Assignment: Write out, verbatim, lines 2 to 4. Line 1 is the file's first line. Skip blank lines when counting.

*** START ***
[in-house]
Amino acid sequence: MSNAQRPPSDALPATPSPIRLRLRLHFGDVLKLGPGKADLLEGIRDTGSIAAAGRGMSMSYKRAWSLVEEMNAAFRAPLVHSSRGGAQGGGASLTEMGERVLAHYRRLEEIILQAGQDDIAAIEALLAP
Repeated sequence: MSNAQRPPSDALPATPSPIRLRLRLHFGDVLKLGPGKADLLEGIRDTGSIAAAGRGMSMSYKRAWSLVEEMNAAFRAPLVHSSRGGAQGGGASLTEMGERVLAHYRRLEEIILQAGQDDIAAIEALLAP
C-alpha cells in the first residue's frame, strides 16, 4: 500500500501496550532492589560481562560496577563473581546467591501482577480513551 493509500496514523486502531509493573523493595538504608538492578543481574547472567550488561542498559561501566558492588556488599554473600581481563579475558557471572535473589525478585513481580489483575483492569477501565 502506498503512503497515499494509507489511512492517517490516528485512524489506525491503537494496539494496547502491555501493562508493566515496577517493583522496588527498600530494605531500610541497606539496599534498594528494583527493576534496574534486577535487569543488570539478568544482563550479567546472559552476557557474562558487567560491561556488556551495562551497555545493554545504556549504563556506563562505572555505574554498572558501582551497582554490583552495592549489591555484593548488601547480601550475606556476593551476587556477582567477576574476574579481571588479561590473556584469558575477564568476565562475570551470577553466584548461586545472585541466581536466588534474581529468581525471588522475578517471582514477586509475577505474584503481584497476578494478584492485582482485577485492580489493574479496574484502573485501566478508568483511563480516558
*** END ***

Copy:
Amino acid sequence: MSNAQRPPSDALPATPSPIRLRLRLHFGDVLKLGPGKADLLEGIRDTGSIAAAGRGMSMSYKRAWSLVEEMNAAFRAPLVHSSRGGAQGGGASLTEMGERVLAHYRRLEEIILQAGQDDIAAIEALLAP
Repeated sequence: MSNAQRPPSDALPATPSPIRLRLRLHFGDVLKLGPGKADLLEGIRDTGSIAAAGRGMSMSYKRAWSLVEEMNAAFRAPLVHSSRGGAQGGGASLTEMGERVLAHYRRLEEIILQAGQDDIAAIEALLAP
C-alpha cells in the first residue's frame, strides 16, 4: 500500500501496550532492589560481562560496577563473581546467591501482577480513551 493509500496514523486502531509493573523493595538504608538492578543481574547472567550488561542498559561501566558492588556488599554473600581481563579475558557471572535473589525478585513481580489483575483492569477501565 502506498503512503497515499494509507489511512492517517490516528485512524489506525491503537494496539494496547502491555501493562508493566515496577517493583522496588527498600530494605531500610541497606539496599534498594528494583527493576534496574534486577535487569543488570539478568544482563550479567546472559552476557557474562558487567560491561556488556551495562551497555545493554545504556549504563556506563562505572555505574554498572558501582551497582554490583552495592549489591555484593548488601547480601550475606556476593551476587556477582567477576574476574579481571588479561590473556584469558575477564568476565562475570551470577553466584548461586545472585541466581536466588534474581529468581525471588522475578517471582514477586509475577505474584503481584497476578494478584492485582482485577485492580489493574479496574484502573485501566478508568483511563480516558